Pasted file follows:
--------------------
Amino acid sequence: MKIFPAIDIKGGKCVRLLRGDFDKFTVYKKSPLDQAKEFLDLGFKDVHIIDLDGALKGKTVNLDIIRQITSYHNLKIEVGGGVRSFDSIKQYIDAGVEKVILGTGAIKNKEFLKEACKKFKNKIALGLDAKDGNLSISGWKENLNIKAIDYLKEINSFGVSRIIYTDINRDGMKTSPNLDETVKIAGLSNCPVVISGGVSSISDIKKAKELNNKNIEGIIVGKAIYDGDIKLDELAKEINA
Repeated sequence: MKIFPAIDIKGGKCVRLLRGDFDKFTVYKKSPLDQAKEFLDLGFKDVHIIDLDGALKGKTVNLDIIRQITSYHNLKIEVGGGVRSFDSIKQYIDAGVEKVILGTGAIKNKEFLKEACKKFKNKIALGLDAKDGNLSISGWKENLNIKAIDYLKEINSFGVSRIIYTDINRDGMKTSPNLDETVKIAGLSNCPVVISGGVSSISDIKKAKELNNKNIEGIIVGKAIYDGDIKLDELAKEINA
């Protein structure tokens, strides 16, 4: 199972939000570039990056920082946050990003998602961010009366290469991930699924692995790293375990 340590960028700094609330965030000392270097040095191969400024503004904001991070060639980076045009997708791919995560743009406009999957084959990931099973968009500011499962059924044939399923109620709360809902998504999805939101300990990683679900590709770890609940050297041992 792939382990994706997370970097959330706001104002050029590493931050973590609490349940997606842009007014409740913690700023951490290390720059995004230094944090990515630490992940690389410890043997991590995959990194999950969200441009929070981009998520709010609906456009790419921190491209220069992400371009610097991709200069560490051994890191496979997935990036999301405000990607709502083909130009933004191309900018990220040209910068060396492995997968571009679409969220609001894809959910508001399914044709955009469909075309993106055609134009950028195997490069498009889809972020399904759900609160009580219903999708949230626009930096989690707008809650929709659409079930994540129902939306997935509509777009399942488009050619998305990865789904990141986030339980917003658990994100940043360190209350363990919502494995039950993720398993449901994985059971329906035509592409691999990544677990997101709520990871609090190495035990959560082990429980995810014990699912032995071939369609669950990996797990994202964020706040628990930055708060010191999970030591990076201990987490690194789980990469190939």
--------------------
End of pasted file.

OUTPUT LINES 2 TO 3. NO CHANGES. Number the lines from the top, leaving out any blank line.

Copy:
Repeated sequence: MKIFPAIDIKGGKCVRLLRGDFDKFTVYKKSPLDQAKEFLDLGFKDVHIIDLDGALKGKTVNLDIIRQITSYHNLKIEVGGGVRSFDSIKQYIDAGVEKVILGTGAIKNKEFLKEACKKFKNKIALGLDAKDGNLSISGWKENLNIKAIDYLKEINSFGVSRIIYTDINRDGMKTSPNLDETVKIAGLSNCPVVISGGVSSISDIKKAKELNNKNIEGIIVGKAIYDGDIKLDELAKEINA
């Protein structure tokens, strides 16, 4: 199972939000570039990056920082946050990003998602961010009366290469991930699924692995790293375990 340590960028700094609330965030000392270097040095191969400024503004904001991070060639980076045009997708791919995560743009406009999957084959990931099973968009500011499962059924044939399923109620709360809902998504999805939101300990990683679900590709770890609940050297041992 792939382990994706997370970097959330706001104002050029590493931050973590609490349940997606842009007014409740913690700023951490290390720059995004230094944090990515630490992940690389410890043997991590995959990194999950969200441009929070981009998520709010609906456009790419921190491209220069992400371009610097991709200069560490051994890191496979997935990036999301405000990607709502083909130009933004191309900018990220040209910068060396492995997968571009679409969220609001894809959910508001399914044709955009469909075309993106055609134009950028195997490069498009889809972020399904759900609160009580219903999708949230626009930096989690707008809650929709659409079930994540129902939306997935509509777009399942488009050619998305990865789904990141986030339980917003658990994100940043360190209350363990919502494995039950993720398993449901994985059971329906035509592409691999990544677990997101709520990871609090190495035990959560082990429980995810014990699912032995071939369609669950990996797990994202964020706040628990930055708060010191999970030591990076201990987490690194789980990469190939």